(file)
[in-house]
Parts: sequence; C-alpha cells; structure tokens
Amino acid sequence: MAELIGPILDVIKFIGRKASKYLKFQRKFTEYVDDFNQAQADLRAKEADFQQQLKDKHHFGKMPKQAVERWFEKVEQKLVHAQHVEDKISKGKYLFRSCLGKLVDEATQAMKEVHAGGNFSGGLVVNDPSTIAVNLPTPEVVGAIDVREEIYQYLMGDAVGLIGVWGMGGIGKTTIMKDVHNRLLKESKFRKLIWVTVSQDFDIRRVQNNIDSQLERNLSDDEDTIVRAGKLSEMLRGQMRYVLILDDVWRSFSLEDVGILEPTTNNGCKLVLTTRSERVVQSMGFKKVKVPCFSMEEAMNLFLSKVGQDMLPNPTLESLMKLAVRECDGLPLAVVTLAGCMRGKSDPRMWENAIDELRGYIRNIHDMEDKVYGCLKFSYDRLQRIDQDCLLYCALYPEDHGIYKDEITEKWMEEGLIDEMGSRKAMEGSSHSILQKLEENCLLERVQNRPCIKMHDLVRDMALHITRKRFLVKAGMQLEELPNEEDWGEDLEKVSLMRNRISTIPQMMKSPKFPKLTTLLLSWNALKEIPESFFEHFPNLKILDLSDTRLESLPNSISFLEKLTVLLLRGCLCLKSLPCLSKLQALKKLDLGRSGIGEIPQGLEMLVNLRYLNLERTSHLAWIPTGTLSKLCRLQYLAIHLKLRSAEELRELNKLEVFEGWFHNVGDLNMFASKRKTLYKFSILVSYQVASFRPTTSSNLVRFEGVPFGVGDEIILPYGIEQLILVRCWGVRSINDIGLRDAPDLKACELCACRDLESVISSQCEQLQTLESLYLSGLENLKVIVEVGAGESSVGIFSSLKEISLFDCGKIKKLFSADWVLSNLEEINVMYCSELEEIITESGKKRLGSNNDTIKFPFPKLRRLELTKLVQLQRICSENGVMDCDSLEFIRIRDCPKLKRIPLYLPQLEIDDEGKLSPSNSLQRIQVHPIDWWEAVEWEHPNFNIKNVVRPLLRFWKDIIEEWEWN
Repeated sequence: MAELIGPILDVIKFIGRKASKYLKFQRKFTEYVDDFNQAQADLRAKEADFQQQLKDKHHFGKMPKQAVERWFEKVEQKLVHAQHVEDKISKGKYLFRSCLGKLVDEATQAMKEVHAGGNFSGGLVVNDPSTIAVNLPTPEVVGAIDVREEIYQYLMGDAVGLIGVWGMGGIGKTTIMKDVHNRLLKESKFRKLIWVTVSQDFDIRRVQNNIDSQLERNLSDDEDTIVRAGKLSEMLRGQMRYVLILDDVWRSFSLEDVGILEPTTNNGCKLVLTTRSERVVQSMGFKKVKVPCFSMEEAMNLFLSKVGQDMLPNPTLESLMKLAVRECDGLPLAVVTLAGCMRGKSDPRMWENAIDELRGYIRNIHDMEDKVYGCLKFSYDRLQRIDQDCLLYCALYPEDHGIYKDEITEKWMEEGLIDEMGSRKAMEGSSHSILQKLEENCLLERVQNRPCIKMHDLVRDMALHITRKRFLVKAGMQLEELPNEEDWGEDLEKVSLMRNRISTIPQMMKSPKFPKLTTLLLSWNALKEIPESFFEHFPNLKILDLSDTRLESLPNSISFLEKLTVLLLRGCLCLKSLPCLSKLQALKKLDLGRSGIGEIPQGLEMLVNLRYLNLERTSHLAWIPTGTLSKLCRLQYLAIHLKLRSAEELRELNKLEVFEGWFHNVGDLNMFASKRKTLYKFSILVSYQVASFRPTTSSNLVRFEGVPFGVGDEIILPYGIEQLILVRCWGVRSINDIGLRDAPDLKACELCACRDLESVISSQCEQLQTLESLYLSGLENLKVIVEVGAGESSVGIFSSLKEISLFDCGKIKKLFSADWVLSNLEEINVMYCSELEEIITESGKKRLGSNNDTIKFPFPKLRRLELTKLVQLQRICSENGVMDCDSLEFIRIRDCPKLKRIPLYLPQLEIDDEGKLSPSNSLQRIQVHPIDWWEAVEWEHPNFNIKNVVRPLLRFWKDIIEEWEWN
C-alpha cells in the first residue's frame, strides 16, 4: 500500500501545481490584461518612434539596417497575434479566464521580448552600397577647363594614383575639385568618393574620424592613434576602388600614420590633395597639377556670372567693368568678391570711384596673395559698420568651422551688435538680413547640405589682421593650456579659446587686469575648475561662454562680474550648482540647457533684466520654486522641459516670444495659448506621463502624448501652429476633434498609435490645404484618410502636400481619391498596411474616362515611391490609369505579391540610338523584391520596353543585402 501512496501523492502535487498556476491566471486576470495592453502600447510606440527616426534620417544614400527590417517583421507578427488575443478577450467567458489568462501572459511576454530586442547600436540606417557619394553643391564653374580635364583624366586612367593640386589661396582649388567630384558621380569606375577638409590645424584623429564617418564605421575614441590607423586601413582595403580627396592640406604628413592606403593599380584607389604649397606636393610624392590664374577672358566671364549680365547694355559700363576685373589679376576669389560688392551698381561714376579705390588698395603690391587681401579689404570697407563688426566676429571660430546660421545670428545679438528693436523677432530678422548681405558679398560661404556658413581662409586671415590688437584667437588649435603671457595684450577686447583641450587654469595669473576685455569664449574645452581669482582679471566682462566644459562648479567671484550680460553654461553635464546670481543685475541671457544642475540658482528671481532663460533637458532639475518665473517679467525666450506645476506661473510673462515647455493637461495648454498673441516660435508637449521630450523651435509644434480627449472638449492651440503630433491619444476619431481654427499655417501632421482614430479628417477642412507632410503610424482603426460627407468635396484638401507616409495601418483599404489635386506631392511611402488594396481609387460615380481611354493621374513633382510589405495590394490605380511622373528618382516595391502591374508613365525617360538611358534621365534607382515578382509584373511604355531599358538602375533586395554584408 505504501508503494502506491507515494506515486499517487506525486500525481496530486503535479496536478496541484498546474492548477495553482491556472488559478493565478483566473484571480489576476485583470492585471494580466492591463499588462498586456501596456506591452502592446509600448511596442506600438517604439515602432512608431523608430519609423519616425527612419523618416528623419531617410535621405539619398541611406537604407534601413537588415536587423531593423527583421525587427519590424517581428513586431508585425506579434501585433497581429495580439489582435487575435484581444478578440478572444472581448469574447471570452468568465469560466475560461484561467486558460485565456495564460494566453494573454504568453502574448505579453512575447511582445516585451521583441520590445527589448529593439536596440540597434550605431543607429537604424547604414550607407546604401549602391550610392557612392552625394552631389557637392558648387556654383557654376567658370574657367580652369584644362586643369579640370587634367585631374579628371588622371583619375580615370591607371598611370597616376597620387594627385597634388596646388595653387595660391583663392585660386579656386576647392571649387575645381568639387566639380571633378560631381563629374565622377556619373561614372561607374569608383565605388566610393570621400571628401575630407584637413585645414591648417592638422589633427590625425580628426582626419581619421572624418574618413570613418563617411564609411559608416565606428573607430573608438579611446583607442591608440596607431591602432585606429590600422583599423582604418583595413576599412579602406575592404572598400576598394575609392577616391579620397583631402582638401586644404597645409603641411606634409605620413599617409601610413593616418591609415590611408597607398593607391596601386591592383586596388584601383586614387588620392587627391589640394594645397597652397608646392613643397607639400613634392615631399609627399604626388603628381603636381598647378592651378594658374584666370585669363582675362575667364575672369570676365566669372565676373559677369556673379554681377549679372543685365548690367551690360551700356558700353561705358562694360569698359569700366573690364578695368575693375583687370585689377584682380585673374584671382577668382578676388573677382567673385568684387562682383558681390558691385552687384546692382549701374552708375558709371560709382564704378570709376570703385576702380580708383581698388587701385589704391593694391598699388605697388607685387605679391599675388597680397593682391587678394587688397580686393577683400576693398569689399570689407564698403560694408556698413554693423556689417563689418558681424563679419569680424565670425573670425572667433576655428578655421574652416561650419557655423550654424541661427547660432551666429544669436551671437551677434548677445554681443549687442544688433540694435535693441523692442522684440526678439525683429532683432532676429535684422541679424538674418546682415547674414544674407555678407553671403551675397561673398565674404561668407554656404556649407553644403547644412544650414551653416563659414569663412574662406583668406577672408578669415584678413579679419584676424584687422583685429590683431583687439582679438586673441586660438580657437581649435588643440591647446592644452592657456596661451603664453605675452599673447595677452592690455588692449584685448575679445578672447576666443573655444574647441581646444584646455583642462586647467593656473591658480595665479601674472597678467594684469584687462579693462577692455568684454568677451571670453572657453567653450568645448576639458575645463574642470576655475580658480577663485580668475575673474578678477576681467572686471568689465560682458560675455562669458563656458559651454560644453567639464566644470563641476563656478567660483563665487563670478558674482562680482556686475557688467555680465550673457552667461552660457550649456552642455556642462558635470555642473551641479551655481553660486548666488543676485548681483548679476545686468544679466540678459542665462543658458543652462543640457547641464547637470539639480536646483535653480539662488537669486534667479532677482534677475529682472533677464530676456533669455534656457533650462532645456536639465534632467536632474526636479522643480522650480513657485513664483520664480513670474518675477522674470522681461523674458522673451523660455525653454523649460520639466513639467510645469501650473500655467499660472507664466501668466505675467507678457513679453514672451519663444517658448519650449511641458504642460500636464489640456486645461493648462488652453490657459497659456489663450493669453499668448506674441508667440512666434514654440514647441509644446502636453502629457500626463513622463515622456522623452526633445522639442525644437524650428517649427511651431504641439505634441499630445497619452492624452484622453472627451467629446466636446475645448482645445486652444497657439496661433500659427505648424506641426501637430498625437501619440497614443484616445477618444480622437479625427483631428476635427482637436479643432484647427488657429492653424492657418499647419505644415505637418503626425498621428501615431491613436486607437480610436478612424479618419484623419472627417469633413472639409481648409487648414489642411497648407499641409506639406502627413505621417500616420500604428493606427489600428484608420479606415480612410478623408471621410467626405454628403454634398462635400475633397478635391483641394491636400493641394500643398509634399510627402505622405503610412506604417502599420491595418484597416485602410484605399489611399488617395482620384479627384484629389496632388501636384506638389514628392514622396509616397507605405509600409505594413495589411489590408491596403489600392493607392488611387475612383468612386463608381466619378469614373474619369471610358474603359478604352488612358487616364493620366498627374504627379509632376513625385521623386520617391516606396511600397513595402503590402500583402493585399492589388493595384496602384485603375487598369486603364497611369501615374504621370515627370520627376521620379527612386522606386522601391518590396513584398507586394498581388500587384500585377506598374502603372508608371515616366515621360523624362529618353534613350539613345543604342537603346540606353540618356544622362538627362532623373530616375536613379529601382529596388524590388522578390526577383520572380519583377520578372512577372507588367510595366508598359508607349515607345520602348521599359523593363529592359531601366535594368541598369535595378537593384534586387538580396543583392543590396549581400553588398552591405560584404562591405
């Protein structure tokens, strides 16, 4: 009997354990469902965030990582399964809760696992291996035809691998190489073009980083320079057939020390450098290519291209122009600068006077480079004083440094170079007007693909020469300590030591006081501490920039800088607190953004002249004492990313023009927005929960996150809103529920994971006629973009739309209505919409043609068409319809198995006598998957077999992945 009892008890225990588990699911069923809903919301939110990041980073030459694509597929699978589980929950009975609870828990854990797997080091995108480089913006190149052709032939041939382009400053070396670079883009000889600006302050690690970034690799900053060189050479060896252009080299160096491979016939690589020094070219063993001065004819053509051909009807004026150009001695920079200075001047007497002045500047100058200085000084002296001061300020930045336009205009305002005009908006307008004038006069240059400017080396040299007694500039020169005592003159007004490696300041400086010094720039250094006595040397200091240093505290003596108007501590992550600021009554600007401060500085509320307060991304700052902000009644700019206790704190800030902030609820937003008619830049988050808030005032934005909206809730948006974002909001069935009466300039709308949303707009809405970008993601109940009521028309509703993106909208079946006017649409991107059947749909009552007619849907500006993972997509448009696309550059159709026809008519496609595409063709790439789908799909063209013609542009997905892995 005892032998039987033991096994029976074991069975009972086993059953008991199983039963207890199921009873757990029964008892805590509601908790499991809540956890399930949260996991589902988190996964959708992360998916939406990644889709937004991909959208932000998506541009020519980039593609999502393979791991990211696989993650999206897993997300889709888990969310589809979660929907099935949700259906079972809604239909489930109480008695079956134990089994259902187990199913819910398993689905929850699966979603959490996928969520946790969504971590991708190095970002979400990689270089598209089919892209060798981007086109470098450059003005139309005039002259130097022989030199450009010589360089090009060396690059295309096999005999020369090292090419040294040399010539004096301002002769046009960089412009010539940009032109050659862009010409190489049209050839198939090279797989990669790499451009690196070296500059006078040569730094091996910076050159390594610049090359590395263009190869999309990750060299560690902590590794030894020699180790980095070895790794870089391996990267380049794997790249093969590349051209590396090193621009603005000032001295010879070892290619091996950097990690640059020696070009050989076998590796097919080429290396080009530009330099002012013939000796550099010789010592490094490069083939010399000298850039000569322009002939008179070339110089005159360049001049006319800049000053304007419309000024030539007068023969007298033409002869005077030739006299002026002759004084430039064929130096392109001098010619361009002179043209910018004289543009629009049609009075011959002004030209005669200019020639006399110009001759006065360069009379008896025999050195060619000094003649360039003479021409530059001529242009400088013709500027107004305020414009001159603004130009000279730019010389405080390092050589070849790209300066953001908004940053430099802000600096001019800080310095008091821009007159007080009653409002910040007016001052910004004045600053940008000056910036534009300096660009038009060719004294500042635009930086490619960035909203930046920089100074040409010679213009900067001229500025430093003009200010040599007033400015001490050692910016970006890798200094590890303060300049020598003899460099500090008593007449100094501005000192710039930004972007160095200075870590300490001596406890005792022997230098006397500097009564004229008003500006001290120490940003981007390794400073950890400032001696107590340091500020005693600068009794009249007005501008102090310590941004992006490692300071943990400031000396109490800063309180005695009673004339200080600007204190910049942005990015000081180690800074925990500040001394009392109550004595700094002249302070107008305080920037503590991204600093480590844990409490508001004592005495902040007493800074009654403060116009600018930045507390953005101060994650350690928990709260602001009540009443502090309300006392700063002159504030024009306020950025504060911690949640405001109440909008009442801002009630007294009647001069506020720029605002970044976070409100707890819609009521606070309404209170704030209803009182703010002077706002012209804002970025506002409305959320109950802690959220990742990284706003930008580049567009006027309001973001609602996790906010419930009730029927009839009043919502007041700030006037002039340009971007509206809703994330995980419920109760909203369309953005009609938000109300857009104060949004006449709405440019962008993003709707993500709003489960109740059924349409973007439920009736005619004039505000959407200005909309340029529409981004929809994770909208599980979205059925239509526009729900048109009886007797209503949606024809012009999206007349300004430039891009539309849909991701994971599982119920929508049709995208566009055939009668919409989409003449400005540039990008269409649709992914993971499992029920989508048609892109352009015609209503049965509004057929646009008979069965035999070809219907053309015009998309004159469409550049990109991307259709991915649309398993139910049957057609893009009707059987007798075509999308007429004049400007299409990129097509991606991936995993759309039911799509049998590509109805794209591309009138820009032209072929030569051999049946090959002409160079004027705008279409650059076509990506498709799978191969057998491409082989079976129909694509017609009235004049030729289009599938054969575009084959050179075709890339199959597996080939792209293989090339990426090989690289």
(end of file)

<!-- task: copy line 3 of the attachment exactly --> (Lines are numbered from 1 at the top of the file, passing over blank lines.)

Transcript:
Amino acid sequence: MAELIGPILDVIKFIGRKASKYLKFQRKFTEYVDDFNQAQADLRAKEADFQQQLKDKHHFGKMPKQAVERWFEKVEQKLVHAQHVEDKISKGKYLFRSCLGKLVDEATQAMKEVHAGGNFSGGLVVNDPSTIAVNLPTPEVVGAIDVREEIYQYLMGDAVGLIGVWGMGGIGKTTIMKDVHNRLLKESKFRKLIWVTVSQDFDIRRVQNNIDSQLERNLSDDEDTIVRAGKLSEMLRGQMRYVLILDDVWRSFSLEDVGILEPTTNNGCKLVLTTRSERVVQSMGFKKVKVPCFSMEEAMNLFLSKVGQDMLPNPTLESLMKLAVRECDGLPLAVVTLAGCMRGKSDPRMWENAIDELRGYIRNIHDMEDKVYGCLKFSYDRLQRIDQDCLLYCALYPEDHGIYKDEITEKWMEEGLIDEMGSRKAMEGSSHSILQKLEENCLLERVQNRPCIKMHDLVRDMALHITRKRFLVKAGMQLEELPNEEDWGEDLEKVSLMRNRISTIPQMMKSPKFPKLTTLLLSWNALKEIPESFFEHFPNLKILDLSDTRLESLPNSISFLEKLTVLLLRGCLCLKSLPCLSKLQALKKLDLGRSGIGEIPQGLEMLVNLRYLNLERTSHLAWIPTGTLSKLCRLQYLAIHLKLRSAEELRELNKLEVFEGWFHNVGDLNMFASKRKTLYKFSILVSYQVASFRPTTSSNLVRFEGVPFGVGDEIILPYGIEQLILVRCWGVRSINDIGLRDAPDLKACELCACRDLESVISSQCEQLQTLESLYLSGLENLKVIVEVGAGESSVGIFSSLKEISLFDCGKIKKLFSADWVLSNLEEINVMYCSELEEIITESGKKRLGSNNDTIKFPFPKLRRLELTKLVQLQRICSENGVMDCDSLEFIRIRDCPKLKRIPLYLPQLEIDDEGKLSPSNSLQRIQVHPIDWWEAVEWEHPNFNIKNVVRPLLRFWKDIIEEWEWN